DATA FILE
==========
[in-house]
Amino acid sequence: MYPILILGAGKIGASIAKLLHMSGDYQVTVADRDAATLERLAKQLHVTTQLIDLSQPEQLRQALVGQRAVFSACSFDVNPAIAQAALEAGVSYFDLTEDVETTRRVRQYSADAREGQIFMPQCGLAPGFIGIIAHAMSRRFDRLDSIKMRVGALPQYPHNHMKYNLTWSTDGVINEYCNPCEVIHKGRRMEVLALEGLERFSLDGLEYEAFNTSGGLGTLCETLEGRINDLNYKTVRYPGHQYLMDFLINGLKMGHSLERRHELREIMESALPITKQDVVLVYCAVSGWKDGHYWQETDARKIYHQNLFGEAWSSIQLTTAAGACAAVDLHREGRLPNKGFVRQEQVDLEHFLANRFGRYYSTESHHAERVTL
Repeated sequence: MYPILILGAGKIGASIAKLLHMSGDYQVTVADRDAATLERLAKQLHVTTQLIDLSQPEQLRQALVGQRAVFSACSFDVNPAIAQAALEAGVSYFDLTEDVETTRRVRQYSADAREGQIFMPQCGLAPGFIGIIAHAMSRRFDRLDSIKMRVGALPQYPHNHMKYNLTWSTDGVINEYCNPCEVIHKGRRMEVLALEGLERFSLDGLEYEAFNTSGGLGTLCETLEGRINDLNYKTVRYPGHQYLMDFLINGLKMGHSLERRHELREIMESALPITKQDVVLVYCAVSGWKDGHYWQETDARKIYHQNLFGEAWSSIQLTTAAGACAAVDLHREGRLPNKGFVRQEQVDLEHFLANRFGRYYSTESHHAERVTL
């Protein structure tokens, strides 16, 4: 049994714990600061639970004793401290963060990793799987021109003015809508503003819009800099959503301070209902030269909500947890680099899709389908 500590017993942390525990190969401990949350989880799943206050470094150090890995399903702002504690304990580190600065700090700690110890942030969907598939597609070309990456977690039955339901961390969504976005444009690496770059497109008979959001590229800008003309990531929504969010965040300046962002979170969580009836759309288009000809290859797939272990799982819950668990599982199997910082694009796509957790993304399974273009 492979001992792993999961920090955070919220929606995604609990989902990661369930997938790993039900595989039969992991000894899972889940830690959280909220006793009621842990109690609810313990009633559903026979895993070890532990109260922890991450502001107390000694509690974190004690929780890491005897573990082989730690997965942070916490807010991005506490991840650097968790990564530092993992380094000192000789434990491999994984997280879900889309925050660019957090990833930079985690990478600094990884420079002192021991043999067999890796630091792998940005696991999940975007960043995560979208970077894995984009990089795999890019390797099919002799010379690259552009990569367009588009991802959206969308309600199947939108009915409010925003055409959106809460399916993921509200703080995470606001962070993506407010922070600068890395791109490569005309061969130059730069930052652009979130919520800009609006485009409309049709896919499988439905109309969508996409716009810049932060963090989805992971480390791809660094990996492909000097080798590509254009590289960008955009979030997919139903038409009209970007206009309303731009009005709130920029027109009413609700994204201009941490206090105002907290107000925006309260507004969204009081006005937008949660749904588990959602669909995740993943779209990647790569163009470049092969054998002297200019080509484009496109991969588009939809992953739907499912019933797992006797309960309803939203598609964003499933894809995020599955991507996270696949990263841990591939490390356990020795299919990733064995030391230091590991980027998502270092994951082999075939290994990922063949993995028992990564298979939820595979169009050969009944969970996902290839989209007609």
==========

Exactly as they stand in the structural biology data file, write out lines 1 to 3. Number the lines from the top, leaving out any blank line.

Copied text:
[in-house]
Amino acid sequence: MYPILILGAGKIGASIAKLLHMSGDYQVTVADRDAATLERLAKQLHVTTQLIDLSQPEQLRQALVGQRAVFSACSFDVNPAIAQAALEAGVSYFDLTEDVETTRRVRQYSADAREGQIFMPQCGLAPGFIGIIAHAMSRRFDRLDSIKMRVGALPQYPHNHMKYNLTWSTDGVINEYCNPCEVIHKGRRMEVLALEGLERFSLDGLEYEAFNTSGGLGTLCETLEGRINDLNYKTVRYPGHQYLMDFLINGLKMGHSLERRHELREIMESALPITKQDVVLVYCAVSGWKDGHYWQETDARKIYHQNLFGEAWSSIQLTTAAGACAAVDLHREGRLPNKGFVRQEQVDLEHFLANRFGRYYSTESHHAERVTL
Repeated sequence: MYPILILGAGKIGASIAKLLHMSGDYQVTVADRDAATLERLAKQLHVTTQLIDLSQPEQLRQALVGQRAVFSACSFDVNPAIAQAALEAGVSYFDLTEDVETTRRVRQYSADAREGQIFMPQCGLAPGFIGIIAHAMSRRFDRLDSIKMRVGALPQYPHNHMKYNLTWSTDGVINEYCNPCEVIHKGRRMEVLALEGLERFSLDGLEYEAFNTSGGLGTLCETLEGRINDLNYKTVRYPGHQYLMDFLINGLKMGHSLERRHELREIMESALPITKQDVVLVYCAVSGWKDGHYWQETDARKIYHQNLFGEAWSSIQLTTAAGACAAVDLHREGRLPNKGFVRQEQVDLEHFLANRFGRYYSTESHHAERVTL